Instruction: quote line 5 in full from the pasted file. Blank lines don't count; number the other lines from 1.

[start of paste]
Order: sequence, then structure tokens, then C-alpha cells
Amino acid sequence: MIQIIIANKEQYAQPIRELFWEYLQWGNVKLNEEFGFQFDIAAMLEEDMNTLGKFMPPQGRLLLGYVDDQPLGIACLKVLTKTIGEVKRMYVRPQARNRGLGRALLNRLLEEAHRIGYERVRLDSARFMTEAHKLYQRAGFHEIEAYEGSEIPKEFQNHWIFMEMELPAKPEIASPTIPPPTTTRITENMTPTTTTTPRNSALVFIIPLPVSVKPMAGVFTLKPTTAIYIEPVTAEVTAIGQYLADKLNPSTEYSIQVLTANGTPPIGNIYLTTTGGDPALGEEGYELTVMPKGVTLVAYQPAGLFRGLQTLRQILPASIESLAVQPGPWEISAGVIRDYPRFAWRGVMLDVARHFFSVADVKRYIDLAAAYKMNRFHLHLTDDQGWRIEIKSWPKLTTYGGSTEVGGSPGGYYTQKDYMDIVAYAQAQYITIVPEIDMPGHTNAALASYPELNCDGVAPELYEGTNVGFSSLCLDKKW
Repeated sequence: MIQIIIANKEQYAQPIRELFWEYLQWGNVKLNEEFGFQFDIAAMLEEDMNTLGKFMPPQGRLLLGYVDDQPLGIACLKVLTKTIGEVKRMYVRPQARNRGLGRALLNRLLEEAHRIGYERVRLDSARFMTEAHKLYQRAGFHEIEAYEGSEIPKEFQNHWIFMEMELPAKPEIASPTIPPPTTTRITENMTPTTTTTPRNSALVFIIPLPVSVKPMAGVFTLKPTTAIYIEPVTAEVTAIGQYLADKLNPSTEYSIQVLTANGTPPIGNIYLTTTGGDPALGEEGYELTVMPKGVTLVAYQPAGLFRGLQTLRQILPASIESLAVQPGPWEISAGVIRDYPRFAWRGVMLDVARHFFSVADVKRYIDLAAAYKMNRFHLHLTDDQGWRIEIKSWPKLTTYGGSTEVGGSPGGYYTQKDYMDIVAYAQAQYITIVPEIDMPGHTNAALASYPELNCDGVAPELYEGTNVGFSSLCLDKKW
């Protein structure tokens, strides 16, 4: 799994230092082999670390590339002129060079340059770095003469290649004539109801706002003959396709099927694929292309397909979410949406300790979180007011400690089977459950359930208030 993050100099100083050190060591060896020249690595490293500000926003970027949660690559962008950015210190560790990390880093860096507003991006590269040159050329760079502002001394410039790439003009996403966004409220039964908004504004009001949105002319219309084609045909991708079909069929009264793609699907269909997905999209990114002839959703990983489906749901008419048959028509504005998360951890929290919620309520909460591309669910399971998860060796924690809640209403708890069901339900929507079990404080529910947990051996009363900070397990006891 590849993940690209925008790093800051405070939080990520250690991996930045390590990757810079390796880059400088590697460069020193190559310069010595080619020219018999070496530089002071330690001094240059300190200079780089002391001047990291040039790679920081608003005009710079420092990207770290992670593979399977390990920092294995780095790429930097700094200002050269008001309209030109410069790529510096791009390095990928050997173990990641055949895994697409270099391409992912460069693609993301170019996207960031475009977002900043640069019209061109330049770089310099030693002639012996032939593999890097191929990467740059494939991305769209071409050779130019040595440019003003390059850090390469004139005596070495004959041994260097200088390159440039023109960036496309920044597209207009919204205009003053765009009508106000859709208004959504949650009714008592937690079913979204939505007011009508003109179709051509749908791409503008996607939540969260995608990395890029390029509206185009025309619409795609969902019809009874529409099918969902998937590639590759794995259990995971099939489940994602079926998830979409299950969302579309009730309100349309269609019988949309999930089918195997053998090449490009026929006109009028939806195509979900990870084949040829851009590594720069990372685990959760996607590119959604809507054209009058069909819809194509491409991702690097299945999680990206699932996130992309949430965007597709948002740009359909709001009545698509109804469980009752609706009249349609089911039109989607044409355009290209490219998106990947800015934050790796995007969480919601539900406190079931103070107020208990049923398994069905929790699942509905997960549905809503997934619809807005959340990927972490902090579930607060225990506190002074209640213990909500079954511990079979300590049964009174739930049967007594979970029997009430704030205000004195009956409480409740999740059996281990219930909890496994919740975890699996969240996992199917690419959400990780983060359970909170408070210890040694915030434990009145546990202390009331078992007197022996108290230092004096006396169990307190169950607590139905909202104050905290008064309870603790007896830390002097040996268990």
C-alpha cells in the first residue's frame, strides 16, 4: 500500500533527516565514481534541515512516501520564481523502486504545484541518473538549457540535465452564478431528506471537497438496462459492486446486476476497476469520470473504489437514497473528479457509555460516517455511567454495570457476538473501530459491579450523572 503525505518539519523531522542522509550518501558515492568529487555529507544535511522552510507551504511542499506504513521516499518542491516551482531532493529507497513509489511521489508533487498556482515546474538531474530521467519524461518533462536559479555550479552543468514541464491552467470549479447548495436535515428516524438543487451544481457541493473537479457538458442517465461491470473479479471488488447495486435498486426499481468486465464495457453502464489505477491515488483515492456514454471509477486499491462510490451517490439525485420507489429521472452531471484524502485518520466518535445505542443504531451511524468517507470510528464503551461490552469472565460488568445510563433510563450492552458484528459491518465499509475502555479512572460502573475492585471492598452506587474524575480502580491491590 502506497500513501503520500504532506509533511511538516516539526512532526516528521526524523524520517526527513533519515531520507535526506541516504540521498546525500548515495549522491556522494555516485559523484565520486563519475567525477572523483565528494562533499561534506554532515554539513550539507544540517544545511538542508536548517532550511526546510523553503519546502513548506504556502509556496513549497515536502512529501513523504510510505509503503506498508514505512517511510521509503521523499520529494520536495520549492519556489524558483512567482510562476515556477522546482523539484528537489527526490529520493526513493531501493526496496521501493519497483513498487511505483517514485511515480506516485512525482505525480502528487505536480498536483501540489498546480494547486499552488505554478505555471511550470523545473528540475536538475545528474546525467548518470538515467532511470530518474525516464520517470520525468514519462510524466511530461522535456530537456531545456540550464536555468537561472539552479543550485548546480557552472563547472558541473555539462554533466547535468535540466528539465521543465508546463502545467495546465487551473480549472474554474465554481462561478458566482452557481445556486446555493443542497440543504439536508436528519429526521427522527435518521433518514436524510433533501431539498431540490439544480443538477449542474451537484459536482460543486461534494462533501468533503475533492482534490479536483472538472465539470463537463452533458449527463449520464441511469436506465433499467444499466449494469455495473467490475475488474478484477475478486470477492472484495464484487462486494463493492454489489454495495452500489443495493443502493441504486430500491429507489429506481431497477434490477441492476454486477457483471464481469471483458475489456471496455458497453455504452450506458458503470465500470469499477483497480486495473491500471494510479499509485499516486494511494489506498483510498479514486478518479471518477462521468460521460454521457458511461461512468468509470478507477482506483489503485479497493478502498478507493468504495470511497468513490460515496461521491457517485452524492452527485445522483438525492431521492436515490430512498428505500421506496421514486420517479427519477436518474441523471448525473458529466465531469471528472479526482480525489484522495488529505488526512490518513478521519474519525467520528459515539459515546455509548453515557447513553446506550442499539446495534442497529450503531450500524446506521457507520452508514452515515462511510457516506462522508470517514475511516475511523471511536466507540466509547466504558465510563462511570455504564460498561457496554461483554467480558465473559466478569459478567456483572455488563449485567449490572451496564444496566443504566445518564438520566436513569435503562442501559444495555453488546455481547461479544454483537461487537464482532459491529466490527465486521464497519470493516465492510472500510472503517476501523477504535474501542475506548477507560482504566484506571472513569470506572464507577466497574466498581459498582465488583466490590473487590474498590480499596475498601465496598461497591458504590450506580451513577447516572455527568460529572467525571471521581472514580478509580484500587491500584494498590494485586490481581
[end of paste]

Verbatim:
C-alpha cells in the first residue's frame, strides 16, 4: 500500500533527516565514481534541515512516501520564481523502486504545484541518473538549457540535465452564478431528506471537497438496462459492486446486476476497476469520470473504489437514497473528479457509555460516517455511567454495570457476538473501530459491579450523572 503525505518539519523531522542522509550518501558515492568529487555529507544535511522552510507551504511542499506504513521516499518542491516551482531532493529507497513509489511521489508533487498556482515546474538531474530521467519524461518533462536559479555550479552543468514541464491552467470549479447548495436535515428516524438543487451544481457541493473537479457538458442517465461491470473479479471488488447495486435498486426499481468486465464495457453502464489505477491515488483515492456514454471509477486499491462510490451517490439525485420507489429521472452531471484524502485518520466518535445505542443504531451511524468517507470510528464503551461490552469472565460488568445510563433510563450492552458484528459491518465499509475502555479512572460502573475492585471492598452506587474524575480502580491491590 502506497500513501503520500504532506509533511511538516516539526512532526516528521526524523524520517526527513533519515531520507535526506541516504540521498546525500548515495549522491556522494555516485559523484565520486563519475567525477572523483565528494562533499561534506554532515554539513550539507544540517544545511538542508536548517532550511526546510523553503519546502513548506504556502509556496513549497515536502512529501513523504510510505509503503506498508514505512517511510521509503521523499520529494520536495520549492519556489524558483512567482510562476515556477522546482523539484528537489527526490529520493526513493531501493526496496521501493519497483513498487511505483517514485511515480506516485512525482505525480502528487505536480498536483501540489498546480494547486499552488505554478505555471511550470523545473528540475536538475545528474546525467548518470538515467532511470530518474525516464520517470520525468514519462510524466511530461522535456530537456531545456540550464536555468537561472539552479543550485548546480557552472563547472558541473555539462554533466547535468535540466528539465521543465508546463502545467495546465487551473480549472474554474465554481462561478458566482452557481445556486446555493443542497440543504439536508436528519429526521427522527435518521433518514436524510433533501431539498431540490439544480443538477449542474451537484459536482460543486461534494462533501468533503475533492482534490479536483472538472465539470463537463452533458449527463449520464441511469436506465433499467444499466449494469455495473467490475475488474478484477475478486470477492472484495464484487462486494463493492454489489454495495452500489443495493443502493441504486430500491429507489429506481431497477434490477441492476454486477457483471464481469471483458475489456471496455458497453455504452450506458458503470465500470469499477483497480486495473491500471494510479499509485499516486494511494489506498483510498479514486478518479471518477462521468460521460454521457458511461461512468468509470478507477482506483489503485479497493478502498478507493468504495470511497468513490460515496461521491457517485452524492452527485445522483438525492431521492436515490430512498428505500421506496421514486420517479427519477436518474441523471448525473458529466465531469471528472479526482480525489484522495488529505488526512490518513478521519474519525467520528459515539459515546455509548453515557447513553446506550442499539446495534442497529450503531450500524446506521457507520452508514452515515462511510457516506462522508470517514475511516475511523471511536466507540466509547466504558465510563462511570455504564460498561457496554461483554467480558465473559466478569459478567456483572455488563449485567449490572451496564444496566443504566445518564438520566436513569435503562442501559444495555453488546455481547461479544454483537461487537464482532459491529466490527465486521464497519470493516465492510472500510472503517476501523477504535474501542475506548477507560482504566484506571472513569470506572464507577466497574466498581459498582465488583466490590473487590474498590480499596475498601465496598461497591458504590450506580451513577447516572455527568460529572467525571471521581472514580478509580484500587491500584494498590494485586490481581